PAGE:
Make the outside of your home as ready for the holiday season as the inside with these outdoor Christmas decorating ideas. Our holiday decorating ideas, including beautiful Christmas greenery, festive light displays, and more, are sure to get your yard Christmas-ready.View Slideshow
Gardening in the shade where deer are plentiful can be a challenging situation. But there are plants that thrive in the shade that aren't tempting to hungry deer. Although no plant can be considered completely deer-resistant, here's a list of shade dwellers that most deer avoid. Plus, we've added some fun facts about deer that might help you understand them better.View Slideshow
Create a hidden sanctuary in your backyard with these quick and simple solutions.
Give your favorite plants better view-blocking power by growing them in raised beds or berms. You will be surprised at how much more secluded your yard feels by mounding the soil enough to add a foot or two to your plants' height. Plus it puts medium-size plants at eye level.
Test Garden Tip: Raised beds or berms are also a perfect solution if you struggle with rocky, clay, or otherwise poor soil.
If you don't want to work on making your entire yard a private paradise, take one corner and transform it into a secluded getaway. A simple way to do this is to carefully place a couple of trees to form a pocket. Here, for example, two pines make a hammock feel tucked away. A redbud just behind the hammock enhances the effect.
Do you feel a little claustrophobic at the thought of fencing your yard? Try lattice. It's an ideal way to add privacy and enclosure without closing off your yard too much. Plus a simple lattice fence is perfect for showcasing climbing roses or your favorite vines. You may find that lattice panels are less expensive than building a traditional fence so you can save money to boot.
Most people's main goal of creating a sheltered yard is to block views of neighbors. But make it an extra-secluded yard by layering plantings to form pockets where you can't see your house or another part of the yard. That way you can feel like you're getting away from it all without actually going anywhere.
Enjoy a wall of green by planting a hedge. Look for evergreen varieties to provide year-round screening or try types that lose their leaves in winter but make up for it by putting on a show with attractive flowers or a blaze of fall color.
Test Garden Tip: While many plants are suitable as hedges, yours will be a cinch to care for if you select a variety that's adapted to your climate and that matures at the height and width you want your hedge to be.
Beautify privacy by adding an unexpected element to your yard. For example, build a fence from out-of-the-ordinary materials or decorate a fence with architectural detailing. The plexiglass used here stops the neighbors from peering in but allows light to pass through. It also shows off textures on the other side.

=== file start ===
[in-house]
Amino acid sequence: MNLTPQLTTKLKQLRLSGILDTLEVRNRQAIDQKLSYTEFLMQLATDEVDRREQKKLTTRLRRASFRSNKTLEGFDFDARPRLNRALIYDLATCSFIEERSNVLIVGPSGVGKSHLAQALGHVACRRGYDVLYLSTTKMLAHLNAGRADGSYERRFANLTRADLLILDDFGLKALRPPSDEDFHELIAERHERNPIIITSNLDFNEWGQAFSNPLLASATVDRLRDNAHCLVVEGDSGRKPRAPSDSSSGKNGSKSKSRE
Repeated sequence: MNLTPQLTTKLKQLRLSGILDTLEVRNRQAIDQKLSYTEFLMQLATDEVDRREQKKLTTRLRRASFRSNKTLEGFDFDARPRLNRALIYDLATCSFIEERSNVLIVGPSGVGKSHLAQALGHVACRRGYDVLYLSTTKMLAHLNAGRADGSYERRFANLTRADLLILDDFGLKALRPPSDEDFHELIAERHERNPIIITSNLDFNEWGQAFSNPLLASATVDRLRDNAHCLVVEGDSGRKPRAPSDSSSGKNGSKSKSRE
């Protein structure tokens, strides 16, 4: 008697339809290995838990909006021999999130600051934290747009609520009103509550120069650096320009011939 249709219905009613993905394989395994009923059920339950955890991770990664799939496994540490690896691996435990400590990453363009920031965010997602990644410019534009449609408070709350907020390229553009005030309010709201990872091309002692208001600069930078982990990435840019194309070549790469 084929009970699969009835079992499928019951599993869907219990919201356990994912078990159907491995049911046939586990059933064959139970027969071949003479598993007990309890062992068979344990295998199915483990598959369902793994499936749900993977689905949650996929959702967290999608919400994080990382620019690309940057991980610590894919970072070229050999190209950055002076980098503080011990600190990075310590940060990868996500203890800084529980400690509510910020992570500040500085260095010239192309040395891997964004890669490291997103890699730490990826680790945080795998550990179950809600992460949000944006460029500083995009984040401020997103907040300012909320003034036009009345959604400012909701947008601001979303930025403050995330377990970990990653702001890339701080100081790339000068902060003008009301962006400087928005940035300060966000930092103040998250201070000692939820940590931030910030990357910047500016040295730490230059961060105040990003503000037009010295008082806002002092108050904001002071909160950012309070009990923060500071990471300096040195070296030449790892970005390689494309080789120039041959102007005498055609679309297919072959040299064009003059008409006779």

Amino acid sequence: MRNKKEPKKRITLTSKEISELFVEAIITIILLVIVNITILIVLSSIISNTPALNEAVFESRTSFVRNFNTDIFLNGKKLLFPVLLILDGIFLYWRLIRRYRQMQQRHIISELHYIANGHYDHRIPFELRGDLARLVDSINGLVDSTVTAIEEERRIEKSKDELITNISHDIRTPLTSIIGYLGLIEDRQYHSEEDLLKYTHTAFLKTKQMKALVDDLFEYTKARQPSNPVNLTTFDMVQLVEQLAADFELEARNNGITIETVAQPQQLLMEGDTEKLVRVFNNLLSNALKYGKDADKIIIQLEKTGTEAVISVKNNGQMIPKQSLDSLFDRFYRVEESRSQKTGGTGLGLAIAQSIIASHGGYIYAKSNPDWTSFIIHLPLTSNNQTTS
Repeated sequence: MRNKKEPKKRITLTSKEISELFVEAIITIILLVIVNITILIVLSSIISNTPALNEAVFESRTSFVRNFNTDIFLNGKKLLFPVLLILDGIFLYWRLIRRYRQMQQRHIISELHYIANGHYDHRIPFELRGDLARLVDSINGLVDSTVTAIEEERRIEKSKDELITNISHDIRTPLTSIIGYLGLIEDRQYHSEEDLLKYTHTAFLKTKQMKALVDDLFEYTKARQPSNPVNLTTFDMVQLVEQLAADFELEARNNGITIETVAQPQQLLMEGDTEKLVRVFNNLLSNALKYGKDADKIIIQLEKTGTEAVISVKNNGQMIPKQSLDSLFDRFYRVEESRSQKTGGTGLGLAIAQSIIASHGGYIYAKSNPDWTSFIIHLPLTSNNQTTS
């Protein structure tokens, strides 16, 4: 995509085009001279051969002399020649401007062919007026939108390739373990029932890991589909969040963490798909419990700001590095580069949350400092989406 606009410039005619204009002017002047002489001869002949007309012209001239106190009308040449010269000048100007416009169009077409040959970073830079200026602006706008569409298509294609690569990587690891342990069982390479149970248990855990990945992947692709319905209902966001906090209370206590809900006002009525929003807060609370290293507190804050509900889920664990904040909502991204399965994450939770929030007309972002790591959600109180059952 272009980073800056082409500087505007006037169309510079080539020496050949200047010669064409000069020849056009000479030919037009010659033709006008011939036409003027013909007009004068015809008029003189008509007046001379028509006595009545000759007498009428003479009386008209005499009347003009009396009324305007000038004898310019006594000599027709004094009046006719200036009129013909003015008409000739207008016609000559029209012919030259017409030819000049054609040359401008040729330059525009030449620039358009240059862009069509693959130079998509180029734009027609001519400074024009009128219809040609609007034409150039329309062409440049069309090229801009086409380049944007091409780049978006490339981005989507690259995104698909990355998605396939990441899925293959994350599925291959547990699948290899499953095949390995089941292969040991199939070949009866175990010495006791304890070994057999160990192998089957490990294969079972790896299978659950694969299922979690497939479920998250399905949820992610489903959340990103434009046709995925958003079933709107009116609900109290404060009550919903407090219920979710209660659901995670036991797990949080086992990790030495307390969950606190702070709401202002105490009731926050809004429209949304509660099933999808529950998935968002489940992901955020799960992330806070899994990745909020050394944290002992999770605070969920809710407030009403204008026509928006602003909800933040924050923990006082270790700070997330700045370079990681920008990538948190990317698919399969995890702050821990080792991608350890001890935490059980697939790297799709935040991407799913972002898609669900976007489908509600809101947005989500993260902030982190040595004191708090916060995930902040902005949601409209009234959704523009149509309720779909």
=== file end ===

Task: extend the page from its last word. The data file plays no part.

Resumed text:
There's no rule that says you have to stick with one strategy for creating privacy. So keep your landscape exciting by incorporating several types of screens. For example, this patio uses an attractive fence as well as a low hedge. A large tree casts shade and blocks the view of the patio from above.
Big, bold container gardens are ideal for creating privacy, especially if you have a small space such as a deck or patio. Plus you can find containers and plants to fit any landscape style. Here, large metal containers hold majestic palms for a modern look.
A single tree can be an effective and inexpensive way to block a view. Here a golden locust (Robinia 'Frisia') plays double duty: It shields the yard and creates a stunning focal point.
Let's be honest: Fences can look dull and cold. But they're easy to dress up with a border of easy-care annuals, perennials, or shrubs. And extra-tall perennials that rise above the fence provide additional screening.
Many homeowners plant trees and shrubs only around the perimeter of the landscape. But by planting them throughout the yard you screen more effectively.
Test Garden Tip: Use columnar varieties if you have a small yard; they grow tall, but most columnar selections stay less than 10 feet wide.
There's no rule saying a fence has to run the length or perimeter of your yard. Put a panel or two just where you need it. It's a great way to save money.
Test Garden Tip: If a panel or two in your yard looks a little strange, dress it up with a coat of paint, window boxes, or an espaliered shrub or small tree.
Privacy extends beyond your sense of sight. Install a fountain, stream, or other water feature to muffle bothersome sounds. Or look for plants, such as quaking aspen and many types of ornamental grasses, that rustle in the breeze.